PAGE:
State Prison Population Reaches Another Record High

Aug 20, 2015


The Charitable, Penal and Correctional Institutions Subcommittee heard from prison officials at the Multi-Agency Complex on State Capitol grounds Thursday.
Credit Chris Hickey / KUAR News

 Corrections officials are considering plans to send more state prisoners out-of-state as the Arkansas inmate population reaches an all-time high. Department of Correction Director Wendy Kelley told lawmakers at the Charitable, Penal and Correctional Institutions subcommittee of the Arkansas Legislative Council Thursday she's been visiting privately-operated prisons in neighboring states, and will likely recommend some Arkansas inmates to be housed in one of them.

“If we open another out-of-state facility or contract for another one, it will depend on what services they can offer there,” she said. “For instance, if they offer GED, I can send inmates there who still have not attained their GED, or if they have substance abuse treatment, all of that will come into play in deciding who goes.”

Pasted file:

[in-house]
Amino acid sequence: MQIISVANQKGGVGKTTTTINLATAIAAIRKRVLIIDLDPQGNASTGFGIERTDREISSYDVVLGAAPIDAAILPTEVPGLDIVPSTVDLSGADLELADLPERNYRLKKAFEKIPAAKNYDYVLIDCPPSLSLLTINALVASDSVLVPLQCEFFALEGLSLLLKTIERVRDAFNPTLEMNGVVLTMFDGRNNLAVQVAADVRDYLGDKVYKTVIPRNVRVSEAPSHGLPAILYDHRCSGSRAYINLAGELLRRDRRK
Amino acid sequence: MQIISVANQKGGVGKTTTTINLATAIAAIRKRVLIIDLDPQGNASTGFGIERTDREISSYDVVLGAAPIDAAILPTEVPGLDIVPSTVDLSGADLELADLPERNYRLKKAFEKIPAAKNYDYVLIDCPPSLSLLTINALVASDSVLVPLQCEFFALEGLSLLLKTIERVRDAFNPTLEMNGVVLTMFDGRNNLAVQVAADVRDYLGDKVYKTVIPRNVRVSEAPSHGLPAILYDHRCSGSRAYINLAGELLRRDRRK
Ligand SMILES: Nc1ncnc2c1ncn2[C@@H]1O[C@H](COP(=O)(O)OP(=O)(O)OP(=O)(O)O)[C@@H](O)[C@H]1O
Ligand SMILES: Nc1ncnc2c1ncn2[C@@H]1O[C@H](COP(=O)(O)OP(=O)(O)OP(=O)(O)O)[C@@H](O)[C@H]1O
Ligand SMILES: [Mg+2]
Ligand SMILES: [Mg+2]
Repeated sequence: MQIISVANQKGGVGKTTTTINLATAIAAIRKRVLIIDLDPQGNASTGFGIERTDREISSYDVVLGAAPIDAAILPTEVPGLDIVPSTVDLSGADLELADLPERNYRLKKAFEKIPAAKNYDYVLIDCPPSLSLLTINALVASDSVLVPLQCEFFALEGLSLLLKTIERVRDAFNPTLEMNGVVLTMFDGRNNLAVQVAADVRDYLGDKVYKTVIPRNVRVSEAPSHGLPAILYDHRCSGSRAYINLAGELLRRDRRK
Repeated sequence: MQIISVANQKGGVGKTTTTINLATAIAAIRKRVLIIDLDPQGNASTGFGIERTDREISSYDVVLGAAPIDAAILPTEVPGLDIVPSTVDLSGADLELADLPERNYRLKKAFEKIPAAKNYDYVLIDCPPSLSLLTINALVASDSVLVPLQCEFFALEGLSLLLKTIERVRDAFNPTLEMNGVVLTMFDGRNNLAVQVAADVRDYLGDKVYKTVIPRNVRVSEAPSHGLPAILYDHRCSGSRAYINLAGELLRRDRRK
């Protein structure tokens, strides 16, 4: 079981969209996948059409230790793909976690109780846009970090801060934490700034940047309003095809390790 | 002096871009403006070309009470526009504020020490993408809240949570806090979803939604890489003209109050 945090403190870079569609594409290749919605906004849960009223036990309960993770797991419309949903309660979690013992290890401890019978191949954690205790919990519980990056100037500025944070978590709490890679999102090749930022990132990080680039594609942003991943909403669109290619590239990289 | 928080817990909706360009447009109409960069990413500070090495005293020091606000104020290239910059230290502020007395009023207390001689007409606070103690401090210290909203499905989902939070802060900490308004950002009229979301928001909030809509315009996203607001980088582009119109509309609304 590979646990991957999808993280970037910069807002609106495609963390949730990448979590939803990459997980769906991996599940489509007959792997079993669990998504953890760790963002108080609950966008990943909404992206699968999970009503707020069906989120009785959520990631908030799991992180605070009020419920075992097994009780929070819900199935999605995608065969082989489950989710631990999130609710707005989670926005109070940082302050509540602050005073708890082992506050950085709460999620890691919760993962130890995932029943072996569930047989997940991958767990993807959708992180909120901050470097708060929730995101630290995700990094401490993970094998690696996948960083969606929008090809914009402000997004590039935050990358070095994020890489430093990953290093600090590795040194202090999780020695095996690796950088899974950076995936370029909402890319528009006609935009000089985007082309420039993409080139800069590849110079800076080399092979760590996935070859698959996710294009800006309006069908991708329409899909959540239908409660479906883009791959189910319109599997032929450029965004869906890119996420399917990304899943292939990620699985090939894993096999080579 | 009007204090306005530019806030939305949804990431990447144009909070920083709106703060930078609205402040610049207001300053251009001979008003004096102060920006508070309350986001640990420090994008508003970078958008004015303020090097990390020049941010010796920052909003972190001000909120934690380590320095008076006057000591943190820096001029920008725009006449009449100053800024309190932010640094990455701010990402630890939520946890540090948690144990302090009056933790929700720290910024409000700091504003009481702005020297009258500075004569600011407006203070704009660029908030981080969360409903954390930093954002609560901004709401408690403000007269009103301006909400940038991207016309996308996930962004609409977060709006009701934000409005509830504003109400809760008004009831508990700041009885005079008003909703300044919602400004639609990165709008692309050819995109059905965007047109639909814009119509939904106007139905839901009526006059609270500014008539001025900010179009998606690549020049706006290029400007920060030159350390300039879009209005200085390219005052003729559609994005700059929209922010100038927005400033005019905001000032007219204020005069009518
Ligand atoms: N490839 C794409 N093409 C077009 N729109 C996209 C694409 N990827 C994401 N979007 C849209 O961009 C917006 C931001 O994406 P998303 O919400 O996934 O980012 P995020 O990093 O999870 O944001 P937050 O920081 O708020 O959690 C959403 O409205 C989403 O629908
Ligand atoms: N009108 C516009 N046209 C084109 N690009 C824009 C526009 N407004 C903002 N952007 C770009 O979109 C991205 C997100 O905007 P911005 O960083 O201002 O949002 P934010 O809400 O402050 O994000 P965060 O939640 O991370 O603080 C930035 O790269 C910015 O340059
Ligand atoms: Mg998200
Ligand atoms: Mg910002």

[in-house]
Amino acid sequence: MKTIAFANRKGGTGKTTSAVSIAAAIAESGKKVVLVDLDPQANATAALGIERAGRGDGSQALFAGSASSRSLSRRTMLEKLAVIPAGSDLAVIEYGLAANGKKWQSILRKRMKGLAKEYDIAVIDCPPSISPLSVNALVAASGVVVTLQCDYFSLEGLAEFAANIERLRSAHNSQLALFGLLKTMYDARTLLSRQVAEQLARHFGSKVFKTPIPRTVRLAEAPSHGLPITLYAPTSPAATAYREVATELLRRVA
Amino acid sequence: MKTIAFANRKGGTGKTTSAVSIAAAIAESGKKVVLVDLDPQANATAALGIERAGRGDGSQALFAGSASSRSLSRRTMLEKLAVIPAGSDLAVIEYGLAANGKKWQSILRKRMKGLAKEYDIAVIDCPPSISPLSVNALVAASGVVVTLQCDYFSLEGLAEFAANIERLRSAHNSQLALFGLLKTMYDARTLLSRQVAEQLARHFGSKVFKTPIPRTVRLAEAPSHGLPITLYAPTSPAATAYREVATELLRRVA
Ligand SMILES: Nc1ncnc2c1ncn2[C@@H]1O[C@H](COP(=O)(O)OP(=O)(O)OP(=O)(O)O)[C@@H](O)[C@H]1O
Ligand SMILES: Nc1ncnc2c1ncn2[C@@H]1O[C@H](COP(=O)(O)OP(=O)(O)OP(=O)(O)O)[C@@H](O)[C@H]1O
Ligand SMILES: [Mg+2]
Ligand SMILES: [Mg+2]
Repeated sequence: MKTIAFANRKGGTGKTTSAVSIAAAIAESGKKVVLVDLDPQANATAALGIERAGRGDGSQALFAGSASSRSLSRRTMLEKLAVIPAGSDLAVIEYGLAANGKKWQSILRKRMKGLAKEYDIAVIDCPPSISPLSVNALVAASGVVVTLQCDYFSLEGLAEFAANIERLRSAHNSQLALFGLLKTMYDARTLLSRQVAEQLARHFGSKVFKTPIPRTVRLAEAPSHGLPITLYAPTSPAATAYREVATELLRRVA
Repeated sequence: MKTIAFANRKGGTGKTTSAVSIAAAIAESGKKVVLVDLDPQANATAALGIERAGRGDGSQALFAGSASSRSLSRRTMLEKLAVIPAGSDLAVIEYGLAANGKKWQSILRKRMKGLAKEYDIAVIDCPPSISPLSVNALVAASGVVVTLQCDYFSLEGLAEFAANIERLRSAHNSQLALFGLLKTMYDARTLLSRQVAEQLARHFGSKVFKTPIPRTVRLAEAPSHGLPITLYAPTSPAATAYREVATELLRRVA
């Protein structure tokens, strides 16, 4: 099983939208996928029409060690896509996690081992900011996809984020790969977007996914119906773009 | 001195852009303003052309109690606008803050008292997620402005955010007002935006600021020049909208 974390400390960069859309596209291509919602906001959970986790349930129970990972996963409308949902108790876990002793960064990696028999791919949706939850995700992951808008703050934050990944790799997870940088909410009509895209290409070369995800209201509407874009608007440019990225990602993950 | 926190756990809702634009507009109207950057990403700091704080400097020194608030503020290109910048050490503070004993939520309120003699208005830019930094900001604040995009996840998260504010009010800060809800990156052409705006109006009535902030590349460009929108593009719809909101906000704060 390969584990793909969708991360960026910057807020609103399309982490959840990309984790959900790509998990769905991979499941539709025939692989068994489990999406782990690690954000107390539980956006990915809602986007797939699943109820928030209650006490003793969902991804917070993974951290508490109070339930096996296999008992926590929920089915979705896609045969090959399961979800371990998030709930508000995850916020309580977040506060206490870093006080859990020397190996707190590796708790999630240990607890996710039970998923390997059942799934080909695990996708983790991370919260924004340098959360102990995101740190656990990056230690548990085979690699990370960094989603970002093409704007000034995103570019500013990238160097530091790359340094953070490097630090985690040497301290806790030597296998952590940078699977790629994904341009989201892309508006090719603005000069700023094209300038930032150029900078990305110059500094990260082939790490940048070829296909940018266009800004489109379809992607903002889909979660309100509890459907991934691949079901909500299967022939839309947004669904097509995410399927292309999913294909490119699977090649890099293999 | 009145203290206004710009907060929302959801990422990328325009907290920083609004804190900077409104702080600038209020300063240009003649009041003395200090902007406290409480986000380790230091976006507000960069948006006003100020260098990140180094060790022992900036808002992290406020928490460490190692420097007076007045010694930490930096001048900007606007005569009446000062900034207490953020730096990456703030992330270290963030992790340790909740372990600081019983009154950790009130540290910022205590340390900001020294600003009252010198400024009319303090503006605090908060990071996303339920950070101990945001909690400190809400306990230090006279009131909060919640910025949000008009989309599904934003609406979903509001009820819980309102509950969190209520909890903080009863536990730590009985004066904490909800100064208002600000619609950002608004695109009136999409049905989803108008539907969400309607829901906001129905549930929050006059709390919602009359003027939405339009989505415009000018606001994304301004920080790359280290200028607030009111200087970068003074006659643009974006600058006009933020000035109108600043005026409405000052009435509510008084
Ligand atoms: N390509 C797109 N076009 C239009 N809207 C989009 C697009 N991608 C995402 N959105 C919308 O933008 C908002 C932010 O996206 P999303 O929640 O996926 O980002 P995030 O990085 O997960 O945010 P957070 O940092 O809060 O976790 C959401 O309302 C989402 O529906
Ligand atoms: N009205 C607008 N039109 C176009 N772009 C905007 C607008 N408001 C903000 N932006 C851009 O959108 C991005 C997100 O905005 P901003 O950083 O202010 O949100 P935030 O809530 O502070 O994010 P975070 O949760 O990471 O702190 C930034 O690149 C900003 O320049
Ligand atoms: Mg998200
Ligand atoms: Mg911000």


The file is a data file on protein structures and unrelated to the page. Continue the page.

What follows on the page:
The state has already contracted with a facility in Bowie County, Texas, where 336 Arkansas inmates have been housed. As of Thursday, corrections officials reported that 19,055 inmates are under state jurisdiction, the most at any point in Arkansas history.

Kelley said she has visited sites in Louisiana, Oklahoma and Tennessee. She said she's still in discussions with officials there regarding cost and services.

“Those facilities have not provided us their final figure and what they would include in that figure in terms of medical [care]. One facility didn't have 24-hour medical care on-site so I didn't recommend we sen inmates there,” she said.

Nearly every in-state prison is over capacity and about 2,700 inmates are being housed in county jails. The full Arkansas Legislative Council is expected Friday to consider allocating 10 million dollars for more prison bed space in Arkansas and at the Bowie County facility. State officials and faith-based nonprofits are also gearing up for a summit next week looking at how the state can better transition inmates back into society.